Once COVID-free, Taiwan brings back restrictions . . .
After successfully containing the pandemic for more than a year, various Asian jurisdictions are now battling a recent surge in COVID cases. Taiwan has become one of Asia’s newest COVID-19 hotspots, with Taipei and neighbouring Taoyuan at the epicentre. The island reported 240 new COVID-19 cases and two new deaths today, taking its pandemic totals to 2,257 positive cases and 14 deceased. Although case numbers are minimal compared to other places, the Taiwanese government just announced new restrictions that will stay in place for two weeks, including closing business, public venues, and schools. And except for humanitarian staff, all non-resident travellers will be banned from visiting the island from May 19 to June 18.
What went wrong?
Taiwan implemented strict border control measures and quarantine policies at the very start of the pandemic. But after 253 days without a single locally transmitted COVID-19 case in 2020, restrictions were slowly eased and life had almost returned to normal – especially for returning nationals and business travel. Airline crews also saw their quarantine time reduced to three days. Authorities have traced the current outbreak to a COVID-19 cluster linked to airline pilots who visited bars and restaurants before testing positive, spreading the outbreak to the general community. Airline crews now need to quarantine for 14 days, but the virus has already quickly spread in the community.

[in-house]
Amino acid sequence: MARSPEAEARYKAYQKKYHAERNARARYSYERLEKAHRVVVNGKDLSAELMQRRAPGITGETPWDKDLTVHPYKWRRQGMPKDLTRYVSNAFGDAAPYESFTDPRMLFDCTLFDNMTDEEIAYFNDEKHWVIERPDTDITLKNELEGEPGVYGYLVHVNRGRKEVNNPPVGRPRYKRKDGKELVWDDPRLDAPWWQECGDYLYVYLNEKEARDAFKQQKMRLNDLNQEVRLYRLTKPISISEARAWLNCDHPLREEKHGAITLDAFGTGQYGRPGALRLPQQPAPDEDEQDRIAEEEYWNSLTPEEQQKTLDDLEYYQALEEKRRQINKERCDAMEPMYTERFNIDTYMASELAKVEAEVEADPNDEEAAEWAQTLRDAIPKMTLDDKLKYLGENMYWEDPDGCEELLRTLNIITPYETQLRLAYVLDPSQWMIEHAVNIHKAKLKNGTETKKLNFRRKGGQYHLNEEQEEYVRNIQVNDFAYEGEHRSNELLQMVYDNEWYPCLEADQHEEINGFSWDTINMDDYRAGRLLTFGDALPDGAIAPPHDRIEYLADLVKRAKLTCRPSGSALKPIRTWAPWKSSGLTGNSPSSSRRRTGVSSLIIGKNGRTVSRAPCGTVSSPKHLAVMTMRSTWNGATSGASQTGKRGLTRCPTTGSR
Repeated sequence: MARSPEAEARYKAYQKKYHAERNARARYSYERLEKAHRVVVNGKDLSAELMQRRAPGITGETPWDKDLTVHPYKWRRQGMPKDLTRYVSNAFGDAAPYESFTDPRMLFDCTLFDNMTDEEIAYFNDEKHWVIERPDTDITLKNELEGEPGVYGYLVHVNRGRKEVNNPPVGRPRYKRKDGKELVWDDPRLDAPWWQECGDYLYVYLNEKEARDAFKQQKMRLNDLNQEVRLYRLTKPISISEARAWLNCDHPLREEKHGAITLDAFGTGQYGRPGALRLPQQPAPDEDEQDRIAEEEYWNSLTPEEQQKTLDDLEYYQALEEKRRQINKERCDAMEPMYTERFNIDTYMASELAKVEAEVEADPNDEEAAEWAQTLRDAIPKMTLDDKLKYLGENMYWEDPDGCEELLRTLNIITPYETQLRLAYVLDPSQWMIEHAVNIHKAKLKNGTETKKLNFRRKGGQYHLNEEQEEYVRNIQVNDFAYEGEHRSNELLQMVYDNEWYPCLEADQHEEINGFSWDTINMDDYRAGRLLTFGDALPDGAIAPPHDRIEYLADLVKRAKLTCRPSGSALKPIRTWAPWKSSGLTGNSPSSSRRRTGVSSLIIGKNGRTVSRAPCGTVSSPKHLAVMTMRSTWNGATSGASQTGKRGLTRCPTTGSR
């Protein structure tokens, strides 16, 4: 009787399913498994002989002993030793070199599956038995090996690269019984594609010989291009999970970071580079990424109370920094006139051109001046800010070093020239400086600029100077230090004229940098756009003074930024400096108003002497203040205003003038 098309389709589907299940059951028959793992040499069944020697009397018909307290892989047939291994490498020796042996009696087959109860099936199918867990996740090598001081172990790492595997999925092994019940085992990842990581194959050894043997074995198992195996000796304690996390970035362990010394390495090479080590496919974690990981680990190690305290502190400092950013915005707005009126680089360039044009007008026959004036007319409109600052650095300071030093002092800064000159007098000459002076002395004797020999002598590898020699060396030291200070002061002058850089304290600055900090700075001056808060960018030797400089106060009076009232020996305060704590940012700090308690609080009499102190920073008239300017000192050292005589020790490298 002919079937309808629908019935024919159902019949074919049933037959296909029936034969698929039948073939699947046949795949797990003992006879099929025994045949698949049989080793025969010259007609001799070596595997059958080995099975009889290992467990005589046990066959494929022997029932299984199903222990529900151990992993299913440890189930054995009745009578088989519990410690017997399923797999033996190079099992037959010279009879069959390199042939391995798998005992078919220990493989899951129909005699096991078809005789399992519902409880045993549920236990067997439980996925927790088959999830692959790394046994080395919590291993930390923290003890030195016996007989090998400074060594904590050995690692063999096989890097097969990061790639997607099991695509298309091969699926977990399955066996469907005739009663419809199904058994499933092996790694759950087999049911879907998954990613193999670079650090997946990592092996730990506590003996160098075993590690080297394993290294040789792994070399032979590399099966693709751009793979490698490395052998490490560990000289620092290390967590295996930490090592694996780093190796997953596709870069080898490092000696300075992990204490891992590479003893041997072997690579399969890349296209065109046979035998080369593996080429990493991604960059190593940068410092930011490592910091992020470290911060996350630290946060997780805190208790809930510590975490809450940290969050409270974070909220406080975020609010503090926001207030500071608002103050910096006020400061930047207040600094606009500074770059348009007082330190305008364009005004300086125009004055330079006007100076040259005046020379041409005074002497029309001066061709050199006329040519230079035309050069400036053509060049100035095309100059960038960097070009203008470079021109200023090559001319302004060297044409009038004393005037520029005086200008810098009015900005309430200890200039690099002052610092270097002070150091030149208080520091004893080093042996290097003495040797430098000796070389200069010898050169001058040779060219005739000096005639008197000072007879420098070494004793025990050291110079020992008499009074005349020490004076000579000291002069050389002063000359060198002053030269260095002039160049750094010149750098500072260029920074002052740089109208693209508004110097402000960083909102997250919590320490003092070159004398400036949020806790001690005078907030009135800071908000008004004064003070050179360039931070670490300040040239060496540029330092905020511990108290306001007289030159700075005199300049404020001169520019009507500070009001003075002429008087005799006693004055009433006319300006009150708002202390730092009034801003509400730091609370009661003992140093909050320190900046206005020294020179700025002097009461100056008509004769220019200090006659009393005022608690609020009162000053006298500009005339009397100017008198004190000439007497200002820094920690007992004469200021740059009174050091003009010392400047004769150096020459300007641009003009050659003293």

Few saw need for vaccinations . . .
Taiwan’s low vaccination rate is also blamed for the outbreak. Normalcy had almost returned, so when the government began offering the Oxford-AstraZeneca vaccine to the population in late March, few saw the need to get inoculated. Only about one per cent of the population has been vaccinated, in contrast to the U.S. or the UK, where around 40 and 30 per cent have received a vaccination, respectively. Taipei has mobilized its diplomats to secure speedier delivery of COVID-19 vaccines. And while the Taiwanese Stock Exchange Weighted Index dropped by more than four per cent on Monday, it surged back by more than five per cent today, showing that concerns over economic recovery remain closely linked to the pandemic.